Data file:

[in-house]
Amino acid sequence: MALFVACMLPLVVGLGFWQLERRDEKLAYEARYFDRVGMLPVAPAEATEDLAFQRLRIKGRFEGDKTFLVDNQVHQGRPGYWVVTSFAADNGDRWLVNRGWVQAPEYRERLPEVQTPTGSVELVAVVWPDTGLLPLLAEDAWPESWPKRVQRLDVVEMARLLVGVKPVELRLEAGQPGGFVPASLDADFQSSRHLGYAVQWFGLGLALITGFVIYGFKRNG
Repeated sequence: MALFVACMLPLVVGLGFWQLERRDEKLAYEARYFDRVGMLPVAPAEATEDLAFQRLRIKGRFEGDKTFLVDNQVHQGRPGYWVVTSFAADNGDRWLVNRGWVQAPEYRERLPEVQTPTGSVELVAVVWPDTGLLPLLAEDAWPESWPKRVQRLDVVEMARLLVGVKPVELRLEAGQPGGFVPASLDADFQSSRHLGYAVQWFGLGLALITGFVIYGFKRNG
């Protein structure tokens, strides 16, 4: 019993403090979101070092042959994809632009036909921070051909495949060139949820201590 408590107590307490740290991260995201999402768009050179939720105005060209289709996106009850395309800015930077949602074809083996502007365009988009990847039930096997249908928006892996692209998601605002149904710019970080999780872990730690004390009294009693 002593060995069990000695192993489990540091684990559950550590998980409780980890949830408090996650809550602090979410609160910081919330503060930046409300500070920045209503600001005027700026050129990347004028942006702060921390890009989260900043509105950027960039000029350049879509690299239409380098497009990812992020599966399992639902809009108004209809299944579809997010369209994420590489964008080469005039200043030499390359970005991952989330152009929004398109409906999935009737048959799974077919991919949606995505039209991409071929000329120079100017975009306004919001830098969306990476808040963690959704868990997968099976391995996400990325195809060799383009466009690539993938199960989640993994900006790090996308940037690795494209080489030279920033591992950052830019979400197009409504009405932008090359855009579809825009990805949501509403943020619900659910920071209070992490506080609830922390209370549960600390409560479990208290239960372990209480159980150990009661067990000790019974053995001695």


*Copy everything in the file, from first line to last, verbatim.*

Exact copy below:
[in-house]
Amino acid sequence: MALFVACMLPLVVGLGFWQLERRDEKLAYEARYFDRVGMLPVAPAEATEDLAFQRLRIKGRFEGDKTFLVDNQVHQGRPGYWVVTSFAADNGDRWLVNRGWVQAPEYRERLPEVQTPTGSVELVAVVWPDTGLLPLLAEDAWPESWPKRVQRLDVVEMARLLVGVKPVELRLEAGQPGGFVPASLDADFQSSRHLGYAVQWFGLGLALITGFVIYGFKRNG
Repeated sequence: MALFVACMLPLVVGLGFWQLERRDEKLAYEARYFDRVGMLPVAPAEATEDLAFQRLRIKGRFEGDKTFLVDNQVHQGRPGYWVVTSFAADNGDRWLVNRGWVQAPEYRERLPEVQTPTGSVELVAVVWPDTGLLPLLAEDAWPESWPKRVQRLDVVEMARLLVGVKPVELRLEAGQPGGFVPASLDADFQSSRHLGYAVQWFGLGLALITGFVIYGFKRNG
């Protein structure tokens, strides 16, 4: 019993403090979101070092042959994809632009036909921070051909495949060139949820201590 408590107590307490740290991260995201999402768009050179939720105005060209289709996106009850395309800015930077949602074809083996502007365009988009990847039930096997249908928006892996692209998601605002149904710019970080999780872990730690004390009294009693 002593060995069990000695192993489990540091684990559950550590998980409780980890949830408090996650809550602090979410609160910081919330503060930046409300500070920045209503600001005027700026050129990347004028942006702060921390890009989260900043509105950027960039000029350049879509690299239409380098497009990812992020599966399992639902809009108004209809299944579809997010369209994420590489964008080469005039200043030499390359970005991952989330152009929004398109409906999935009737048959799974077919991919949606995505039209991409071929000329120079100017975009306004919001830098969306990476808040963690959704868990997968099976391995996400990325195809060799383009466009690539993938199960989640993994900006790090996308940037690795494209080489030279920033591992950052830019979400197009409504009405932008090359855009579809825009990805949501509403943020619900659910920071209070992490506080609830922390209370549960600390409560479990208290239960372990209480159980150990009661067990000790019974053995001695």